Simon Gwynn
Jan 18, 2017

Unilever calls on leaders to drive fight against stereotyping

This follows a study that surveyed more than 9,000 people across eight countries including India

Unilever calls on leaders to drive fight against stereotyping
Unilever's chief executive, Paul Polman, and chief marketing officer, Keith Weed, have called on political and business leaders to recognise the effect of stereotyping and take action to tackle it.
 
The FMCG giant unveiled, a study that surveyed more than 9,000 people in eight countries: Argentina, Brazil, India, Indonesia, Kenya, Turkey, the UK and the US.
 
It found that gender stereotypes both remain highly pervasive, and have a significant impact on people’s lives.
 
Among the findings were that:
  • 60% of women and 49% of men say that stereotypes personally impact their career, personal life, or both
     
  • 77% of men and 55% of women believe that a man is the best choice to lead a high stakes project
     
  • Two thirds (67%) of women feel they are "pressured" to simply "get over" inappropriate behaviour
     
  • The majority of both men (55%) and women (64%) believe that men do not challenge each other when they witness such behaviour
     
  • A large majority, 70%, of respondents believe the world would be a better place if children were not exposed to gender stereotypes in media and marketing
  • 75% said it was the responsibility of senior leaders to take action
 
Weed said: "Stereotypes and social norms have a huge impact on gender equality issues globally. Whether consciously or unconsciously we are all subject to the biases in our mindsets."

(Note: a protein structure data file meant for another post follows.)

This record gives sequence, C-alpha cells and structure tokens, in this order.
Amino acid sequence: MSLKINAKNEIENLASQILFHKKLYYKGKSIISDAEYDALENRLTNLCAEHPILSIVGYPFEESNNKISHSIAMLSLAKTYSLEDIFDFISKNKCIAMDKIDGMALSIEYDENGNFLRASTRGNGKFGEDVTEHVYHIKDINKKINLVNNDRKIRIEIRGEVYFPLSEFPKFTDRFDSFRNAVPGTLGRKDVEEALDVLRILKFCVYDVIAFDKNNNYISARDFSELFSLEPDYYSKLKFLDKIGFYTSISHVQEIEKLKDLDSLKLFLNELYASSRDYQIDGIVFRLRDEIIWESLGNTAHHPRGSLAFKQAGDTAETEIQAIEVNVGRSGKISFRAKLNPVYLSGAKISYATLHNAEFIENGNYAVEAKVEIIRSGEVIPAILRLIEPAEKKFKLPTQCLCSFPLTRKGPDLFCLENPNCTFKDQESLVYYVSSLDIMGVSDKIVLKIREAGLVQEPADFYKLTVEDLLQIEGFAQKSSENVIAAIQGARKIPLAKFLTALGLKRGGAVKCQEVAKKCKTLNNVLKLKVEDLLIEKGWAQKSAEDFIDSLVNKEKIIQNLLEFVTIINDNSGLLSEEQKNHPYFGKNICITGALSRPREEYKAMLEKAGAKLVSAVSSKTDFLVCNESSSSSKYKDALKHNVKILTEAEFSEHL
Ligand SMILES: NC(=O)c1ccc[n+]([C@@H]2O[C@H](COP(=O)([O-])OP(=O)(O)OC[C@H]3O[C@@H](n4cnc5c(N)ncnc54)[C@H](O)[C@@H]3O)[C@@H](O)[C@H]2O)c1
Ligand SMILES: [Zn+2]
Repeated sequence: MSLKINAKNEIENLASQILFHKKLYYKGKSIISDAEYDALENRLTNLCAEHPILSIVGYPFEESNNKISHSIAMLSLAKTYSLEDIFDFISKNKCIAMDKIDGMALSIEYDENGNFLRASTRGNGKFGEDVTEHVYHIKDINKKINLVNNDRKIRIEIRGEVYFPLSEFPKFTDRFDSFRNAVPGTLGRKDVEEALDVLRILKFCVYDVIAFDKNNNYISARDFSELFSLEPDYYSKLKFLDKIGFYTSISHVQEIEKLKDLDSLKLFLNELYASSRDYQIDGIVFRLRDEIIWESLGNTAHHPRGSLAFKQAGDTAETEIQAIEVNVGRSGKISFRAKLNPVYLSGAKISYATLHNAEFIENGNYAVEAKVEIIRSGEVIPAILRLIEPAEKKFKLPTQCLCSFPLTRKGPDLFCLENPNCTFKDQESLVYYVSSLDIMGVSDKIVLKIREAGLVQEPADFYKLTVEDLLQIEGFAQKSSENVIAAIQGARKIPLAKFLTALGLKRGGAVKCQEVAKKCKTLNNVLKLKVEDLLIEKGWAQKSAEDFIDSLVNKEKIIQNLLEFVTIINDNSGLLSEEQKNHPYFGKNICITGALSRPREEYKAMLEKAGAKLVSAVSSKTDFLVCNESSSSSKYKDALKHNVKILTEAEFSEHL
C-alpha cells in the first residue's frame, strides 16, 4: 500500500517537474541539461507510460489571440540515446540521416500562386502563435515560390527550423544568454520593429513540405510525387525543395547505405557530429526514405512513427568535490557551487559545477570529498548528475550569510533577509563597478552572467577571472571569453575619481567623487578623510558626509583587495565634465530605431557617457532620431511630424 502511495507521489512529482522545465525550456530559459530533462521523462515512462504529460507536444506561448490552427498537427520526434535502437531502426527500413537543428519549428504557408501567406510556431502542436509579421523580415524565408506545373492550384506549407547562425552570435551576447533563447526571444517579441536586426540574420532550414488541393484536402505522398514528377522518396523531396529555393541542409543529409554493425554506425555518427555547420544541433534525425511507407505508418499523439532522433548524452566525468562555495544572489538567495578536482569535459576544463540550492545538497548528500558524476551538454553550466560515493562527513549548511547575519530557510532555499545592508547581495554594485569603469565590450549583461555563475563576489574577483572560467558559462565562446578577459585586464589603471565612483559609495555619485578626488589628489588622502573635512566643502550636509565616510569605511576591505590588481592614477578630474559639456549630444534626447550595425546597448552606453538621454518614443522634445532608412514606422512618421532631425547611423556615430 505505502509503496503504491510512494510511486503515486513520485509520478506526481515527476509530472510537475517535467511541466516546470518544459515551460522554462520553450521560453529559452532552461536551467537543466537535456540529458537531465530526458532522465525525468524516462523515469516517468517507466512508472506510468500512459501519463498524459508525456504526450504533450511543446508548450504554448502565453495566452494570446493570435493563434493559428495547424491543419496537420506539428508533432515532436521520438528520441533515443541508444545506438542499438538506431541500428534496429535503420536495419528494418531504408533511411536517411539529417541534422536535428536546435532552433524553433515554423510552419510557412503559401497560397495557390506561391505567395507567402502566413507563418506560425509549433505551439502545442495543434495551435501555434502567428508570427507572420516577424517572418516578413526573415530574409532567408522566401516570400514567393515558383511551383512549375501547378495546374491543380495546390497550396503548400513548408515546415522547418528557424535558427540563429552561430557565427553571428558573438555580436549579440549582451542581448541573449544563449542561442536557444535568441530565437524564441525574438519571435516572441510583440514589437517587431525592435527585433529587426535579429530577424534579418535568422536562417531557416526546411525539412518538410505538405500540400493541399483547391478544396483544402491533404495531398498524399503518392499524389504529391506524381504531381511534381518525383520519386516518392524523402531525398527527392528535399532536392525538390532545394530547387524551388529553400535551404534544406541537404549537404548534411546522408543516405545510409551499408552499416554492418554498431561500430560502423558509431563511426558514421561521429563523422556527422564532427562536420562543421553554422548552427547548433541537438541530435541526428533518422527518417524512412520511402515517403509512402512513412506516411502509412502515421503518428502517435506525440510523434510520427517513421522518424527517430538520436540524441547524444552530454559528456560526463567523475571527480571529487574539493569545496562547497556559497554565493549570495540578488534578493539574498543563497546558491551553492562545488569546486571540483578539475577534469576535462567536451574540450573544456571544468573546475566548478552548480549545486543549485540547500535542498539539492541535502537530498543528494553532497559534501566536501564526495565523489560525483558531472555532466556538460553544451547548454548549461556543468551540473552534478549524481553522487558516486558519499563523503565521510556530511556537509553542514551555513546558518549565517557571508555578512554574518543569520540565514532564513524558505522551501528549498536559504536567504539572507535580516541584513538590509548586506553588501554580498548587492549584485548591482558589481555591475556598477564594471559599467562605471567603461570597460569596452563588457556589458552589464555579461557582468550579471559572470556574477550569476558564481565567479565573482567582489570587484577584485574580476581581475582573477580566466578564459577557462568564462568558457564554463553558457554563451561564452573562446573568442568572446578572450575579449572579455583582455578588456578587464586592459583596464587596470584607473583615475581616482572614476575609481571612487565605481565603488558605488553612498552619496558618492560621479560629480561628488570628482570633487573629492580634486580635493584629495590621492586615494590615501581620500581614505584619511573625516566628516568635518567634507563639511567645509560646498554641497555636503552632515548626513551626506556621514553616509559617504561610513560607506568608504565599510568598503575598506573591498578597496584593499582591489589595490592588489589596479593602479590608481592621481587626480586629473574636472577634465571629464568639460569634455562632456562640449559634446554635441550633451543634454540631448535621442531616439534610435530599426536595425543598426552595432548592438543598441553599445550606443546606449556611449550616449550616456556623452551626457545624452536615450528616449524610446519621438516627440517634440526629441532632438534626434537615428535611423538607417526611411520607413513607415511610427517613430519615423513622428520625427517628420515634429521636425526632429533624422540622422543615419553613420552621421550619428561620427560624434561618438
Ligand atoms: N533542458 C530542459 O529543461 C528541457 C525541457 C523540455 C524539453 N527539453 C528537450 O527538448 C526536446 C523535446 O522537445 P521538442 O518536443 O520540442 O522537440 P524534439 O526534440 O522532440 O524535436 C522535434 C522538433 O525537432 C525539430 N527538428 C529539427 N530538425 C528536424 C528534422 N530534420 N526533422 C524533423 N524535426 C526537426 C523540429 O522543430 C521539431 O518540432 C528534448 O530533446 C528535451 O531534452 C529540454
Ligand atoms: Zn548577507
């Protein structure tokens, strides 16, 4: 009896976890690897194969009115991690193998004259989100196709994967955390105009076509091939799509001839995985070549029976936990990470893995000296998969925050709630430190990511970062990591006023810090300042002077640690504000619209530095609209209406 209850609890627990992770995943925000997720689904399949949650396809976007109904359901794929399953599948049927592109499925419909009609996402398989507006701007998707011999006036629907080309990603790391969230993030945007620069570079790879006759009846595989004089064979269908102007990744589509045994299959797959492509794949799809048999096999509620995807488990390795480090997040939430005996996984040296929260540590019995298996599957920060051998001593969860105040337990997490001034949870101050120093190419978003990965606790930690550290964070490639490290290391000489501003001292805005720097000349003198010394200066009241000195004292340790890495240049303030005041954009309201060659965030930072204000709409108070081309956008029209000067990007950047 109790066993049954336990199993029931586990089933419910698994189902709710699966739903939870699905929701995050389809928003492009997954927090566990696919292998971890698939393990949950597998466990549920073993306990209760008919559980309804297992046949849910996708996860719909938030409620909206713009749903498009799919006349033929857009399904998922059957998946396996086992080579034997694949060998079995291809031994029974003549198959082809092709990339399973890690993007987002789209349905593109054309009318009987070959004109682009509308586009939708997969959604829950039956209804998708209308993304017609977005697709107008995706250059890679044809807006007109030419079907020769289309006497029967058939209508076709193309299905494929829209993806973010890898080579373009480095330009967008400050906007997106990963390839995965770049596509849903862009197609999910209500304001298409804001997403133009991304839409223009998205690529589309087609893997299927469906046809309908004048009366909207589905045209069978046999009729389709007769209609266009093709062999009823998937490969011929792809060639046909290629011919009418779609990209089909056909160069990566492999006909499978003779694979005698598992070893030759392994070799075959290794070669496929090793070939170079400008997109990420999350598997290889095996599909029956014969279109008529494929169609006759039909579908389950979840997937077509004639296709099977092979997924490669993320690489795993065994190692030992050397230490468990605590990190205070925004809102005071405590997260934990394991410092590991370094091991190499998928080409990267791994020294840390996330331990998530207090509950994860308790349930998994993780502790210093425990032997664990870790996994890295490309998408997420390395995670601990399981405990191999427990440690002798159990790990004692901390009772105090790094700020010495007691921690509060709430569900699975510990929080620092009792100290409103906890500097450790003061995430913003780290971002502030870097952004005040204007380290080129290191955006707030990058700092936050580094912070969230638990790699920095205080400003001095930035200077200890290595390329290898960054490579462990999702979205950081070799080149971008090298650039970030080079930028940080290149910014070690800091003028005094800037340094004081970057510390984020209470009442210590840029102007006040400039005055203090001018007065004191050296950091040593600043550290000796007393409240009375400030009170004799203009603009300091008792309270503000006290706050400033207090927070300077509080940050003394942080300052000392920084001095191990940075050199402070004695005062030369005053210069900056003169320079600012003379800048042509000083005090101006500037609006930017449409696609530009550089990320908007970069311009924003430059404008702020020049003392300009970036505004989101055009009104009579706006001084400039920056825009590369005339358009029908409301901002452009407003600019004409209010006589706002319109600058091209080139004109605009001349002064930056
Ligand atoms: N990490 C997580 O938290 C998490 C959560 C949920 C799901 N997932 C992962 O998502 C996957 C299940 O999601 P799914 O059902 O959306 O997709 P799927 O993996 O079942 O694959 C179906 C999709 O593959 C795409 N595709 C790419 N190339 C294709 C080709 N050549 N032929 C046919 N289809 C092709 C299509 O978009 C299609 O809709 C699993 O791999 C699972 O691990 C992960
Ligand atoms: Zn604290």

The survey sample was a mix of Unilever employees and members of the general public, and was split roughly equally between men and women. Polman and Weed unveiled the research at a panel discussion at the 2017 World Economic Forum Annual Meeting in Davos, Switzerland.
 
Polman added: "Empowering women and girls offers the single biggest opportunity for human development and economic growth. It goes without saying, it’s crucial for business.
 
"The World Economic Forum’s latest Gender Gap Report notes that we may not achieve economic equality among men and women for another 170 years. That’s just not good enough. We need to lead the change in tackling unhelpful stereotypes that hold women – and men – back."
 
(This article first appeared on CampaignLive.co.uk)

 

Source:
Campaign India

Related Articles

Just Published

1 day ago

Weekend Watch: Nike celebrates Liverpool’s ‘winning ...

'Tell us never' campaign introduces world to 'Republic of Liverpool'.

1 day ago

Haymarket SAC forays into Hindi language segment ...

The channel will look to provide accessible, user-friendly information on vehicle purchases

1 day ago

Wikimedia Foundation clarifies why its running a ...

Through banners on the English Wikipedia site in India, the foundation is asking readers to consider contributing with a donation.

1 day ago

DDB Mudra Group bags MMTC-PAMP's integrated mandate

Digital and creative to be handled by 22feet Tribal Worldwide, media planning by OMD MudraMax and PR by FleishmanHillard